alberteinsteinofficial:

becomming:

xlizardx:

Apparently this is "The clearest photo of Mercury ever taken."

why isnt everyone getting so excited about this, it is literally another planet look at how beautiful it is stop what your doing and look at how alien like this planet is what is living there oh my god mercury

and guess what in space they pick categories when they have a lot of things to name like the craters on mercury. the category for naming them is after deceased artists

alberteinsteinofficial:

becomming:

xlizardx:

Apparently this is "The clearest photo of Mercury ever taken."

why isnt everyone getting so excited about this, it is literally another planet look at how beautiful it is stop what your doing and look at how alien like this planet is what is living there oh my god mercury

and guess what in space they pick categories when they have a lot of things to name like the craters on mercury. the category for naming them is after deceased artists

lumos5001:

this is why snails were created

lumos5001:

this is why snails were created

foucault-the-haters:

be the spectre of communism you want to see in the world

artschoolglasses:

Favourite Fashion: Alice + Olivia, Fall 2014 RTW

tango-mango:

Baking peanut butter cookies with Spinosaurus

The other day Spinosaurus dropped by for a visit. It was a great surprise to see him because he’s usually so busy, he doesn’t have time to hang out here the way he used to. I was just about to make some peanut butter cookies and he asked if he could help. As you can see, he was a great assistant! Hopefully he will come by more often and help with other projects in the kitchen and garden.

These peanut butter cookies are slightly chewy and coated in a thin layer of sugar, perfect for dunking in a glass of milk or your morning espresso. I’ve been baking them forever, but yesterday I realized it is more fun to make them with a friend. A recipe from Better Homes and Gardens.

Ingredients:

  • 1/2 cup peanut butter
  • 1/2 cup butter, softened
  • 1/2 cup granulated sugar
  • 1/2 cup packed brown sugar
  • 1/2 teaspoon baking soda
  • 1/4 teaspoon salt
  • 1 egg
  • 1/2 teaspoon vanilla
  • 1 1/4 cups all-purpose flour

Directions:

Beat peanut butter and butter with electric mixer on medium to high speed for 30 seconds. Add granulated sugar and brown sugar, baking soda, and salt. Beat until combined, scraping sides of bowl occasionally. Beat in egg and vanilla until combined. Beat in as much of the flour as you can with the mixer. Stir in any remaining flour. Cover and refrigerate dough about 1 hour or until easy to handle.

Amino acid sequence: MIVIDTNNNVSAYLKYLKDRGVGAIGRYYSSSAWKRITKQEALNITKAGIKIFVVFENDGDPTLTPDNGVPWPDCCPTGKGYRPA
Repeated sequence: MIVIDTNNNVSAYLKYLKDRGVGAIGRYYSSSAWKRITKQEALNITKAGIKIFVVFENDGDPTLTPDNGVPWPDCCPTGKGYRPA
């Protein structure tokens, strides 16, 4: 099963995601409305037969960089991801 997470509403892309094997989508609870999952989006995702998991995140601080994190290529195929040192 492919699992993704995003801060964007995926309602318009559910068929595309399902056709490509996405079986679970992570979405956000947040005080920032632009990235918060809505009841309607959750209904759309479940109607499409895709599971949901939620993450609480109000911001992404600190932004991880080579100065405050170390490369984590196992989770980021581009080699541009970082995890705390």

Preheat oven to 375 degrees F. Shape dough in 1-inch balls. Place balls 2 inches apart on an ungreased cookie sheet. Flatten the cookies by making crisscross marks with fork tines or dinosaur footprint, dipping utensil in sugar between flattening each cookie. Bake about 8 minutes or until edges are lightly browned. Transfer to wire racks. Cool. Makes about 3 dozen cookies.

Share with friends.

toothpast:

theworldisanapple-youareaseed:

lizzingwithkriz:

Pregnant Ghost Bat having an ultrasound at Featherdale Wildlife Park

congrats it’s a bat

[delighted bat noises]

toothpast:

theworldisanapple-youareaseed:

lizzingwithkriz:

Pregnant Ghost Bat having an ultrasound at Featherdale Wildlife Park

congrats it’s a bat

[delighted bat noises]

spoliamag:

“Bees are the smallest of birds. They are born from the bodies of oxen, or from the decaying flesh of slaughtered calves; worms form in the flesh and then turn into bees. Bees live in community, choose the most noble among them as king, have wars, and make honey. Their laws are based on custom, but the king does not enforce the law; rather the lawbreakers punish themselves by stinging themselves to death. Bees are afraid of smoke and are excited by noise. Each has its own duty: guarding the food supply, watching for rain, collecting dew to make honey, and making wax from flowers.”
From a medieval bestiary.

spoliamag:

Bees are the smallest of birds. They are born from the bodies of oxen, or from the decaying flesh of slaughtered calves; worms form in the flesh and then turn into bees. Bees live in community, choose the most noble among them as king, have wars, and make honey. Their laws are based on custom, but the king does not enforce the law; rather the lawbreakers punish themselves by stinging themselves to death. Bees are afraid of smoke and are excited by noise. Each has its own duty: guarding the food supply, watching for rain, collecting dew to make honey, and making wax from flowers.”

From a medieval bestiary.

"

“The world is so big, so complicated, so replete with marvels and surprises that it takes years for most people to begin to notice that it is, also, irretrievably broken. We call this period of research “childhood.”

There follows a program of renewed inquiry, often involuntary, into the nature and effects of mortality, entropy, heartbreak, violence, failure, cowardice, duplicity, cruelty, and grief; the researcher learns their histories, and their bitter lessons, by heart. Along the way, he or she discovers that the world has been broken for as long as anyone can remember, and struggles to reconcile this fact with the ache of cosmic nostalgia that arises, from time to time, in the researcher’s heart: an intimation of vanished glory, of lost wholeness, a memory of the world unbroken. We call the moment at which this ache first arises “adolescence.” The feeling haunts people all their lives.

Everyone, sooner or later, gets a thorough schooling in brokenness.”

"

― Michael Chabon, The Wes Anderson Collection (via theclassicals)